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The waiting game

GPs urged to be 'more open' about end of life under NICE alternative to Liverpool Care Pathway

GPs are being encouraged to take more responsibility for informing dying patients and their families when the end of life is near, including being more open about prognosis, under draft guidelines from NICE that are intended to replace the Liverpool Care Pathway.

The draft recommendations also call for GPs to be more proactive in stopping any unnecessary medications in patients approaching the end of life, and anticipating what treatments the patient may want to alleviate symptoms.

GP experts welcomed the guidelines which they said reaffirmed current practice among GPs, but also provided more explicit standards and clearer advice on recognising when patients were dying.

NICE said the guidance would ‘fill the space’ left by the Department of Health’s withdrawal of the Liverpool Care Pathway after an independent review concluded the pathway - a formal protocol for palliative care used mainly in hospitals – had in some cases been used inappropriately.

The draft guidelines state that GPs should:

  • ‘Discuss the dying person’s prognosis with them (unless they do not wish to be informed) as soon as it is recognised that they may be entering the last days of life and include those important to them in the discussion if the dying person wishes’.
  • ‘Provide the dying person, and those important to them, with accurate information about their prognosis (unless they do not wish to be informed), explaining any uncertainty and how this will be managed, but avoiding false optimism’.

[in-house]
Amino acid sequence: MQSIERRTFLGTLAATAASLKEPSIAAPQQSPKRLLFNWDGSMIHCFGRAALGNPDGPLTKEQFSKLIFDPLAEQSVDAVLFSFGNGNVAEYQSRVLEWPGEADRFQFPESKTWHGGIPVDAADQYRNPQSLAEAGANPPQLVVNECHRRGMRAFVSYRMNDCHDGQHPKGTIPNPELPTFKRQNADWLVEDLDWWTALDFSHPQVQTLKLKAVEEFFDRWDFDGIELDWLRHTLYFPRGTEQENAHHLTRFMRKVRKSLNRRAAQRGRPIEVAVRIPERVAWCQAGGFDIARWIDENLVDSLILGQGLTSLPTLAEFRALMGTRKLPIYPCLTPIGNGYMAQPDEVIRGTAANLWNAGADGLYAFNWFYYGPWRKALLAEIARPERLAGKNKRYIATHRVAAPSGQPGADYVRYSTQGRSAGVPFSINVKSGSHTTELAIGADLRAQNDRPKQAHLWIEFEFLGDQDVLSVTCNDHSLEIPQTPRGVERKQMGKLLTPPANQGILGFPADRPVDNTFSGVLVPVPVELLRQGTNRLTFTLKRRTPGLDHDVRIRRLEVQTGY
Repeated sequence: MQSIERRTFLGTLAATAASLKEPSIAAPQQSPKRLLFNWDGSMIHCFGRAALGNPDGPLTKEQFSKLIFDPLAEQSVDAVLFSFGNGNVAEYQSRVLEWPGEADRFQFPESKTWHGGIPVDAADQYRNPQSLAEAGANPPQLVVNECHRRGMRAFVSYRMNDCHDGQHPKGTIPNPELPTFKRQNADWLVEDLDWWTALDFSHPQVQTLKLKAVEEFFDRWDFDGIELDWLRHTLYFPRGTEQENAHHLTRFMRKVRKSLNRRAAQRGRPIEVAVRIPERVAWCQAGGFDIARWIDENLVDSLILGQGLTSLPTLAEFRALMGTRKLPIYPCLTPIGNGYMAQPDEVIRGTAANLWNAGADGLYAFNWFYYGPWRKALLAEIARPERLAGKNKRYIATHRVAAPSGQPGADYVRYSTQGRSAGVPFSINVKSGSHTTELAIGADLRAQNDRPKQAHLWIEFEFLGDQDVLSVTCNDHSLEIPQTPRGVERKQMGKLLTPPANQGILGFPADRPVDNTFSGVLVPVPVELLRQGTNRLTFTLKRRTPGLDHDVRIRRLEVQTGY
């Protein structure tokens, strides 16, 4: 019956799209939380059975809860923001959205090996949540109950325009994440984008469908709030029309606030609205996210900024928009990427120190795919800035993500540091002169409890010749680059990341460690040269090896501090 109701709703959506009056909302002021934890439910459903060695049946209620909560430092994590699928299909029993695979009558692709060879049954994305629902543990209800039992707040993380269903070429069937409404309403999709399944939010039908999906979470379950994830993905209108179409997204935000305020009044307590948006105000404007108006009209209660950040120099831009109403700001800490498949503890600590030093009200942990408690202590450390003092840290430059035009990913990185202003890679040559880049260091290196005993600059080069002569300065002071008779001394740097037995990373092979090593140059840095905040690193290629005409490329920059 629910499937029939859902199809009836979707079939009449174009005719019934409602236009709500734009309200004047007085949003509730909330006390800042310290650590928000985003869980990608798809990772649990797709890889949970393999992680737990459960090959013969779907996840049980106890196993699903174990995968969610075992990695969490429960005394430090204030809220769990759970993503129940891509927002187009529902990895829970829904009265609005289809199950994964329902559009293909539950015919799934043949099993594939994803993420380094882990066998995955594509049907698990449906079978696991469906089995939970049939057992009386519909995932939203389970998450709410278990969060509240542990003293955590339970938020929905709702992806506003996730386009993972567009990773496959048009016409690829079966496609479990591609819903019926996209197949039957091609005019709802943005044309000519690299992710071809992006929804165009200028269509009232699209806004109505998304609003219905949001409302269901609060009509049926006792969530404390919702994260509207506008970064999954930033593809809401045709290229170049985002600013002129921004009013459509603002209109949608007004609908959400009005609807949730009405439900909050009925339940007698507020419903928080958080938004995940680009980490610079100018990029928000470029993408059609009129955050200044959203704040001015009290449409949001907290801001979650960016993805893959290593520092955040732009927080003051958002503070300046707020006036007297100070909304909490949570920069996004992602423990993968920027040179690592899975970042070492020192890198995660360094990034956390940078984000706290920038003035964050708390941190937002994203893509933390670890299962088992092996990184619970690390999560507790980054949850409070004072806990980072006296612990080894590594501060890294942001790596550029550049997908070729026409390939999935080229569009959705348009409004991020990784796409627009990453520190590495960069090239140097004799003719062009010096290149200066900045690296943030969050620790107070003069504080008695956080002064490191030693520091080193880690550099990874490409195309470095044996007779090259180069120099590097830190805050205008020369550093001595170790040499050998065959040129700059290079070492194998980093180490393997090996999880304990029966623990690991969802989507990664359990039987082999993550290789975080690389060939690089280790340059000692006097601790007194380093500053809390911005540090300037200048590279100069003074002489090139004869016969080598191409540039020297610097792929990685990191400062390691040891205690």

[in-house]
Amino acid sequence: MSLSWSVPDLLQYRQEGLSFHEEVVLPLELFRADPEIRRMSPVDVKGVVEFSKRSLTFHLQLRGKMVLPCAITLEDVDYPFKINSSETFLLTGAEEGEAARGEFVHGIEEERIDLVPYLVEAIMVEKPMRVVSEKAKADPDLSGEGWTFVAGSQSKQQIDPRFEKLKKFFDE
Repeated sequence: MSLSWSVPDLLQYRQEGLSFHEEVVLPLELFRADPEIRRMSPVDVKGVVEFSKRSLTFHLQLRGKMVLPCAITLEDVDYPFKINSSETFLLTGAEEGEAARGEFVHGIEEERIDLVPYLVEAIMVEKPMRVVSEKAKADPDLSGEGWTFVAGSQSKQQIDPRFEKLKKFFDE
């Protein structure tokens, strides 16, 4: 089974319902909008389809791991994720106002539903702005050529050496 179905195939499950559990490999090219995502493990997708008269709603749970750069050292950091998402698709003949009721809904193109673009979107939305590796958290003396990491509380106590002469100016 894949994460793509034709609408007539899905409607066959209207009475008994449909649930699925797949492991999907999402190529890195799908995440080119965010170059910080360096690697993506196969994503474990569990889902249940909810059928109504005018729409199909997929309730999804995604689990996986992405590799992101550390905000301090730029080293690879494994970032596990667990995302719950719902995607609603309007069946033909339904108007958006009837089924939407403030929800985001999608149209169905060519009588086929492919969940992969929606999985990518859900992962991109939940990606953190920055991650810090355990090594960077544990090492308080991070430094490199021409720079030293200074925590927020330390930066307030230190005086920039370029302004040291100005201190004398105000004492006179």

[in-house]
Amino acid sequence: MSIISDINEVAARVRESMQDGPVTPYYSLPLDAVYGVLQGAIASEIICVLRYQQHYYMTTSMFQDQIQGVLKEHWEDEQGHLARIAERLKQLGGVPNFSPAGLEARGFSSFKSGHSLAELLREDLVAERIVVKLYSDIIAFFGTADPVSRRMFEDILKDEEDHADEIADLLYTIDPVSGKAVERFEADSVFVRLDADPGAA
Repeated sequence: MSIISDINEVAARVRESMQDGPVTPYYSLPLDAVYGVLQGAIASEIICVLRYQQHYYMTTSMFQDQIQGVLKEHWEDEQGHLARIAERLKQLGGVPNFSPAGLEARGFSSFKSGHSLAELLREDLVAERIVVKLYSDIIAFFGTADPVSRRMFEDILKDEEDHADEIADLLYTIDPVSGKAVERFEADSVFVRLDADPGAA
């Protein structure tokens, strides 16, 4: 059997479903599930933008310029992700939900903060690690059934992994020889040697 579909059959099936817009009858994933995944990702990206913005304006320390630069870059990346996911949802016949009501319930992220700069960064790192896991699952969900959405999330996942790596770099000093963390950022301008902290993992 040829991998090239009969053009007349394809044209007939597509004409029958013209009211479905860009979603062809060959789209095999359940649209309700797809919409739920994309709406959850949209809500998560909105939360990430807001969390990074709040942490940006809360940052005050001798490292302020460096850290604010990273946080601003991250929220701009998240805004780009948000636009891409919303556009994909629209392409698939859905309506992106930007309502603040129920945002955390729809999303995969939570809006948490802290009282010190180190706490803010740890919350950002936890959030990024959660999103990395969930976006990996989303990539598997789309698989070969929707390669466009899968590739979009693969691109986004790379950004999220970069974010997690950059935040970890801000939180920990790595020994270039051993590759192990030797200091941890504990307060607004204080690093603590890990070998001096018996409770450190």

• ‘When it is recognised that a person may be entering the last days of life, review their current medication and, after discussion and agreement with the dying person and those important to them, stop any previously prescribed medicines that are not providing symptomatic benefit or may cause harm’.

The proposals also offer specific recommendations on when and how to offer clinically assisted hydration – one of the most contentious aspects of the LCP after some families expressed concern over loved ones having food and water withdrawn without proper consent.

The guidelines also incorporate new standards endorsed by the DH, set out by the Leadership Alliance for the Care of Dying People (LACDP), including the recommendation that every dying patient is assigned a named, lead clinician – which for patients cared for in the community may be the patient’s GP, but will often be a district nurse – who must provide their own contact details as well as an out-of-hours number.

They state that the patients’ healthcare team should ‘identify a named lead healthcare professional, who is responsible for encouraging shared decision-making in the person’s last days of life’ and that this named clinician should ‘give their own contact details and also contact details for relevant out-of-hours services to the dying person and those important to them’.

Professor Mayur Lakhani, a practicing GP who chairs the Dying Matters Coalition and NHS West Leicestershire CCG, said the guidance was ‘very useful’ and ‘mainly confirms what is existing good practice’ as well as ‘offering much clearer guidance on recognising and identifying the dying patient’.

He said GPs should note that the guidance is ‘more explicit about the standards’ required, and they should be ‘more open about prognosis and telling patients and families that the end of life is near’.

Professor Lakhani added that ‘there will need to be more team working and involvement of GPs in the last few days of life and GPs should be prepared for this type of multidisciplinary team working’.

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  • elderly - hands - old - care - palliative - dying - care home

Readers' comments (8)

  • Vinci Ho

    (1) Learnt some lessons from LCP but diagnosing 'dying' remains tricky in certain cases. That really needs experiences and on going training. Cannot underestimate the important role of the GP and District Nurse in charge on each case.